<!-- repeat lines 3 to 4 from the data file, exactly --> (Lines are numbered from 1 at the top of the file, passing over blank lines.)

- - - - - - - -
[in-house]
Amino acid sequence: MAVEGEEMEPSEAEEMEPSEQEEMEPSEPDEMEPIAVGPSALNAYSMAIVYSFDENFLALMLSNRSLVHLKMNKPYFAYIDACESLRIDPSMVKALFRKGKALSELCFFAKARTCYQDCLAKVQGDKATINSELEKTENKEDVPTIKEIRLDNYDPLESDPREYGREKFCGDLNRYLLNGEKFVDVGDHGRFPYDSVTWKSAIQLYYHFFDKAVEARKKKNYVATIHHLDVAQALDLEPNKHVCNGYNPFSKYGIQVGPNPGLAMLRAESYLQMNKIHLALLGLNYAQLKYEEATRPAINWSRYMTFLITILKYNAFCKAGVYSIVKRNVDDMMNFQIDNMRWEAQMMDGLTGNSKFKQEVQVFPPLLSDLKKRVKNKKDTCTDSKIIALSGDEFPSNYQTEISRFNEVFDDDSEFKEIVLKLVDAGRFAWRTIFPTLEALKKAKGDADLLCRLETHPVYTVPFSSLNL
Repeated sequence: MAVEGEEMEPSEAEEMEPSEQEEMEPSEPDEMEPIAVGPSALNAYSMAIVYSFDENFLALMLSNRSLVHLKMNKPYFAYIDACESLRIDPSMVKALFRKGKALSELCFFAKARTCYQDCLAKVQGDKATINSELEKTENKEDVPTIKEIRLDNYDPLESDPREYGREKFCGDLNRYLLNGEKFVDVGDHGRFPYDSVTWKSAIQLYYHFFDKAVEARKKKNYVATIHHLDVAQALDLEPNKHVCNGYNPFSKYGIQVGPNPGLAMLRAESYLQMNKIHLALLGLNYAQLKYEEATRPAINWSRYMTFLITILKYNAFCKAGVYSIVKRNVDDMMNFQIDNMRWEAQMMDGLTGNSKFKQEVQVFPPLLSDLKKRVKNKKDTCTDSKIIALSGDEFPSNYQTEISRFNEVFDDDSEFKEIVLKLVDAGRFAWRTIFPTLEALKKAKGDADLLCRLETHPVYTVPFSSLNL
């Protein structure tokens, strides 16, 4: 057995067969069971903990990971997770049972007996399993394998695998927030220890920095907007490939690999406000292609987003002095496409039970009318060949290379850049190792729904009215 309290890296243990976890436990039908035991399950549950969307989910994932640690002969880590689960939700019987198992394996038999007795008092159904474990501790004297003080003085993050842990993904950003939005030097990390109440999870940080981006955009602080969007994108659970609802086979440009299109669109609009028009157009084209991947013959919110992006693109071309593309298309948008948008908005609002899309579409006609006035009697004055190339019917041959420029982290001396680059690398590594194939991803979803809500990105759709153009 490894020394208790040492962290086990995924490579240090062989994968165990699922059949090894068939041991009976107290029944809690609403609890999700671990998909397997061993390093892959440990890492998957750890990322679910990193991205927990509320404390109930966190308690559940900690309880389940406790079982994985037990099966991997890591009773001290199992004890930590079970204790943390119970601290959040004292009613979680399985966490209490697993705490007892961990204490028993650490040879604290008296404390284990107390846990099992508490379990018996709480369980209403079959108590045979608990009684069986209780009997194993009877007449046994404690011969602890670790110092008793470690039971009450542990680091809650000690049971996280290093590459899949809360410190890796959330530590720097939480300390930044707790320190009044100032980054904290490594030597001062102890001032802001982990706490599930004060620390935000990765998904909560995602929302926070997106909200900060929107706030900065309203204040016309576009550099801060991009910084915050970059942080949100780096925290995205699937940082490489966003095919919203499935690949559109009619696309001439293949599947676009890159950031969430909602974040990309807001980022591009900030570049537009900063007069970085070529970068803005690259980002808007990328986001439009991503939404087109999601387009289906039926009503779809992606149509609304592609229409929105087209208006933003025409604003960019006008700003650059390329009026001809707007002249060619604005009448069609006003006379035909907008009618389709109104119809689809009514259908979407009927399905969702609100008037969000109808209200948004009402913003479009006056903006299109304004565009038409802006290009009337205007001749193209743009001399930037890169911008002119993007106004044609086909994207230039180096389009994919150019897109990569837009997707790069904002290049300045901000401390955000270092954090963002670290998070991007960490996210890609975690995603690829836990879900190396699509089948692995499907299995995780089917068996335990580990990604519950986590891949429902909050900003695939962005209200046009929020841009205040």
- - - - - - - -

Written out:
Repeated sequence: MAVEGEEMEPSEAEEMEPSEQEEMEPSEPDEMEPIAVGPSALNAYSMAIVYSFDENFLALMLSNRSLVHLKMNKPYFAYIDACESLRIDPSMVKALFRKGKALSELCFFAKARTCYQDCLAKVQGDKATINSELEKTENKEDVPTIKEIRLDNYDPLESDPREYGREKFCGDLNRYLLNGEKFVDVGDHGRFPYDSVTWKSAIQLYYHFFDKAVEARKKKNYVATIHHLDVAQALDLEPNKHVCNGYNPFSKYGIQVGPNPGLAMLRAESYLQMNKIHLALLGLNYAQLKYEEATRPAINWSRYMTFLITILKYNAFCKAGVYSIVKRNVDDMMNFQIDNMRWEAQMMDGLTGNSKFKQEVQVFPPLLSDLKKRVKNKKDTCTDSKIIALSGDEFPSNYQTEISRFNEVFDDDSEFKEIVLKLVDAGRFAWRTIFPTLEALKKAKGDADLLCRLETHPVYTVPFSSLNL
């Protein structure tokens, strides 16, 4: 057995067969069971903990990971997770049972007996399993394998695998927030220890920095907007490939690999406000292609987003002095496409039970009318060949290379850049190792729904009215 309290890296243990976890436990039908035991399950549950969307989910994932640690002969880590689960939700019987198992394996038999007795008092159904474990501790004297003080003085993050842990993904950003939005030097990390109440999870940080981006955009602080969007994108659970609802086979440009299109669109609009028009157009084209991947013959919110992006693109071309593309298309948008948008908005609002899309579409006609006035009697004055190339019917041959420029982290001396680059690398590594194939991803979803809500990105759709153009 490894020394208790040492962290086990995924490579240090062989994968165990699922059949090894068939041991009976107290029944809690609403609890999700671990998909397997061993390093892959440990890492998957750890990322679910990193991205927990509320404390109930966190308690559940900690309880389940406790079982994985037990099966991997890591009773001290199992004890930590079970204790943390119970601290959040004292009613979680399985966490209490697993705490007892961990204490028993650490040879604290008296404390284990107390846990099992508490379990018996709480369980209403079959108590045979608990009684069986209780009997194993009877007449046994404690011969602890670790110092008793470690039971009450542990680091809650000690049971996280290093590459899949809360410190890796959330530590720097939480300390930044707790320190009044100032980054904290490594030597001062102890001032802001982990706490599930004060620390935000990765998904909560995602929302926070997106909200900060929107706030900065309203204040016309576009550099801060991009910084915050970059942080949100780096925290995205699937940082490489966003095919919203499935690949559109009619696309001439293949599947676009890159950031969430909602974040990309807001980022591009900030570049537009900063007069970085070529970068803005690259980002808007990328986001439009991503939404087109999601387009289906039926009503779809992606149509609304592609229409929105087209208006933003025409604003960019006008700003650059390329009026001809707007002249060619604005009448069609006003006379035909907008009618389709109104119809689809009514259908979407009927399905969702609100008037969000109808209200948004009402913003479009006056903006299109304004565009038409802006290009009337205007001749193209743009001399930037890169911008002119993007106004044609086909994207230039180096389009994919150019897109990569837009997707790069904002290049300045901000401390955000270092954090963002670290998070991007960490996210890609975690995603690829836990879900190396699509089948692995499907299995995780089917068996335990580990990604519950986590891949429902909050900003695939962005209200046009929020841009205040």